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December 16, 2013

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BULLISH TRENDS

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 December 16, 2013 - Slide7

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BEARISH TRENDS

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THE HEDGEYE DAILY OUTLOOK

TODAY’S S&P 500 SET-UP – December 16, 2013

 

As we look at today's setup for the S&P 500, the range is 24 points or 0.47% downside to 1767 and 0.88% upside to 1791.                                         

                                                                                      

SECTOR PERFORMANCE

 

THE HEDGEYE DAILY OUTLOOK - 1

 

THE HEDGEYE DAILY OUTLOOK - 2

 

EQUITY SENTIMENT:

 

THE HEDGEYE DAILY OUTLOOK - 10                                                                                                                                                                  

 

CREDIT/ECONOMIC MARKET LOOK:

  • YIELD CURVE: 2.53 from 2.54
  • VIX  closed at 15.76 1 day percent change of 1.42

MACRO DATA POINTS (Bloomberg Estimates):

  • 8:30am: Empire Manufacturing, Dec., est. 5 (prior -2.21)
  • 8:30am: Nonfarm Productivity, 3Q final, est. 2.80% (pr 1.9%)
  • 8:58am: Markit U.S. PMI Prelim., Dec., est. 54.8, pr 54.3
  • 9am: ECB’s Draghi speaks in Brussels
  • 9am: Total Net TIC Flows, Oct. (prior -$106.8b)
  • 9:15am: Industrial Production, Nov., est. 0.6% (pr -0.1%)
  • 2pm: Bernanke makes commemorative remarks at Fed Centennial

 GOVERNMENT:

    • Senate in session, House not in session
    • U.S., EU negotiators hold 3rd round of negotiations on Transatlantic Trade and Investment Partnership

WHAT TO WATCH:

  • AIG said to near sale of plane unit to AerCap for cash, stk
  • J&J said to get 3 diagnostics bids of at least $4b each
  • Mitsubishi Heavy, GE settle wind patent infringement cases
  • China manufacturing index unexpectedly falls as output slows
  • Euro-area manufacturing expands more than forecast on Germany
  • Budget deal lauded by lawmakers belies fiscal rigors ahead
  • Credit-card Nov. charge-offs, delinquencies reports today
  • Yahoo CEO apologizes to users for e-mail service problems
  • Japan Tankan shows limits on spending as cos. get cautious
  • China to probe pricing in antitrust drive, regulator says
  • Merkel keeps Schaeuble at Finance; von der Leyen to Defense
  • Draghi ally Asmussen to leave ECB board for German govt
  • Ukraine demonstrations surge; fractures hurt opposition
  • Google buys robotics co. Boston Dynamics, NY Times reports
  • Berry Petroleum, Linn Energy holders vote on acquisition
  • Charter said to ready offer letter for Time Warner Cable
  • Facebook, Wal-Mart using face recognition help write U.S. code
  • Amazon German workers to take protest to Seattle HQ
  • Baidu made to add warnings as regulators focus on China stks
  • London 2014 house price growth to slow as property tax looms

EARNINGS:

    • ChinaEdu (CEDU) 4:30pm, $0.86
    • FuelCell Energy (FCEL) After-mkt, $(0.03)

COMMODITY/GROWTH EXPECTATION (HEADLINES FROM BLOOMBERG)

  • Gold Funds See Unprecedented 31% Slump With World Losing Faith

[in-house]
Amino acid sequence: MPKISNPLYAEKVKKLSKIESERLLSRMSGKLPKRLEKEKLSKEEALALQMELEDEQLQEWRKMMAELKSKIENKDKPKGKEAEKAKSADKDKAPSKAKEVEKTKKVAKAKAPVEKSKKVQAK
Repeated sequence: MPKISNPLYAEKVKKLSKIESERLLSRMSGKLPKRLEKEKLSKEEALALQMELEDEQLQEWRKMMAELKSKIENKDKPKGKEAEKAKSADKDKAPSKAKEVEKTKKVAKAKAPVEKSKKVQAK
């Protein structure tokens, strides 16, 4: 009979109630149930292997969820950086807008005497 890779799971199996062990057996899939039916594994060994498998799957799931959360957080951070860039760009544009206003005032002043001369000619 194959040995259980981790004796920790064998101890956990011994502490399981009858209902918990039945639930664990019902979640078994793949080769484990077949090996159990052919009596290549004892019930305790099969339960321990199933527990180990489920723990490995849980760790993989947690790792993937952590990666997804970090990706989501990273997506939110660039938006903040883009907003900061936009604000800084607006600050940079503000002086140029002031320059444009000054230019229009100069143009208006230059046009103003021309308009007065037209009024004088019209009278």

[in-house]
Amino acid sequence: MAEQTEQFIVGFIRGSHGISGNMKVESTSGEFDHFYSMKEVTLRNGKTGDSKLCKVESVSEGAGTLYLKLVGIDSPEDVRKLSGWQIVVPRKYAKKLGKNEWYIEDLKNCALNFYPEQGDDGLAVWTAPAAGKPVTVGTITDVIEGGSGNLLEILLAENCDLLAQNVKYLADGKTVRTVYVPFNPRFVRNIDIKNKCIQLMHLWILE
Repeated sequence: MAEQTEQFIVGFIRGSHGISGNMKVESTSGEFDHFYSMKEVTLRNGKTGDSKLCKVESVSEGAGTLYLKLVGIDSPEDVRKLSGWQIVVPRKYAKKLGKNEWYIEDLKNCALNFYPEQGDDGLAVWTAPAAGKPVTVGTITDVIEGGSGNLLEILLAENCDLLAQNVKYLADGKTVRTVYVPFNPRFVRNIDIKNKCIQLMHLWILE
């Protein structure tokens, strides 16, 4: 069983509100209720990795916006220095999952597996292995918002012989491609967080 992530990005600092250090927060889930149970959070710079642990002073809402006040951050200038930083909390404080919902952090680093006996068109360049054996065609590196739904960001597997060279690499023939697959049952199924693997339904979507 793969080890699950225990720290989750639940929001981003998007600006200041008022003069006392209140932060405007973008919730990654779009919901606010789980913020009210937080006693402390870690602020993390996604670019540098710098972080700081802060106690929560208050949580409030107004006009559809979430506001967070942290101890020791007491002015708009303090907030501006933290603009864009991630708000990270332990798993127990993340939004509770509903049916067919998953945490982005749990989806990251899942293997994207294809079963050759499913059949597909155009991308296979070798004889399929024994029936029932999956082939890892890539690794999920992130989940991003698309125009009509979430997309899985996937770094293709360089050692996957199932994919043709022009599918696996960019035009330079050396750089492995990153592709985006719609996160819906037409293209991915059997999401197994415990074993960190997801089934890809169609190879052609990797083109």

• Brent Crude Rises as Rebels Refuse to Open Libya’s Eastern Ports
  • Speculators Most Bullish Since October Before Drop: Commodities
  • Copper Reaches Six-Week High as Premium Signals Limited Supply
  • Gold Declines as Fed May Start Taper, ETP Holdings Seen Dropping
  • Wheat Extends Slump to 18-Month Low as Frost-Damage Risks Wane
  • Robusta Coffee Declines as Vietnam May Boost Sales Before Tet
  • Indonesia Ore Export Ban Seen Spurring Thousands of Job Cuts
  • Copper Market to Stay Broadly in Balance Next Year for Trafigura
  • Olam Survives Muddy Waters in Bond Comeback: Corporate Finance
  • Libya’s Oil Sales Constrained as Eastern Ports Remain Shut
  • Hedge Funds’ Natural Gas Bets Jump as Thermometer Drops: Energy
  • Utilities May Want Coal for Christmas as Gas Prices Surge 27%
  • Indonesia Ministers to Meet on Ore Export Ban Tomorrow: Hidayat

THE HEDGEYE DAILY OUTLOOK - 5

 

CURRENCIES

 

THE HEDGEYE DAILY OUTLOOK - 6

 

GLOBAL PERFORMANCE

 

THE HEDGEYE DAILY OUTLOOK - 3

 

THE HEDGEYE DAILY OUTLOOK - 4

 

EUROPEAN MARKETS

 

THE HEDGEYE DAILY OUTLOOK - 7

 

ASIAN MARKETS

 

THE HEDGEYE DAILY OUTLOOK - 8

 

MIDDLE EAST

 

THE HEDGEYE DAILY OUTLOOK - 9

 

 

The Hedgeye Macro Team

 

 

 

 

 

 

 

 

 

 

 

 

 



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Professional Reading

“I look forward with the greatest pleasure to the use of my books at night at home.”

-William Taft

 

That’s a quote from Doris Kearns Goodwin’s The Bully Pulpit (pg 108) where she establishes one of the similarities that Presidents Teddy Roosevelt and William Taft shared from the very beginning. They both loved to read.

 

On the idea of Professional Reading as a leadership and risk management tool, one of my good friends, Rory Green, sent me a note this weekend highlighting the thoughts of retired US Marine Corps General, James Mattis.

 

The problem with being too busy to read is that you learn by experience, i.e. the hard way. By reading, you learn through others’ experiences, generally a better way to do business; especially in our line of work where the consequences of incompetence are so final for young men.” #Truth

 

Back to the Global Macro Grind

 

A small but critical portion of my Professional Reading includes staying on top of consensus. Two of the most important sources of #OldWall Street and #KeynesianEconomics consensus are:

  1.  Barron’s
  2.  The Economist

That’s not to say that every once in a while these publications don’t crush it with a forward looking idea (like Barron’s highlighting our bearish work on McDonald’s (MCD) or MLPs Linn Energy and Kinder Morgan!). It’s just to say these are places where you’ll find consensus.

 

So what is consensus right now on the two most important drivers of our Global Macro Model – Growth and Inflation?

  1. US GROWTH: cover of Barron’s “Outlook 2014” this weekend = “Bullish On 2014
  2. INFLATION: mid-November cover of The Economist = “The Perils of Falling Inflation

And while we’ve been the US growth bulls (and inflation bears) for the last year, our model rolls into 2014 with the following views:

  1. US #GrowthSlowing from its Q313 highs (GDP to be reported on Friday around +3.6%)
  2. #InflationAccelerating from its Q413 lows (bottoming in OCTOBER at 1.0% y/y CPI)

On US growth, Darius Dale published a full research note to our Institutional subscribers on Thursday titled “#GrowthSlowing, Lots of Charts.” If you’d like a copy of that note and what’s embedded in our model’s expectations just ping . One of the baseline assumptions in our model is that inflation slows real (inflation adjusted) growth.

 

Q: What’s the leading indicator for inflation?

A: Central planners devaluing the purchasing power of The People via its currency

 

And, not to be confused with US #GrowthAccelerating (like it is in Germany this morning with a PMI of 54.2 for DEC vs 52.7 NOV = #StrongEuro), what’s been happening in the USA for DEC to-date is #InflationAccelerating:

  1. US Dollar = DOWN (for 5 weeks in a row ahead of the Fed not tapering as it should have)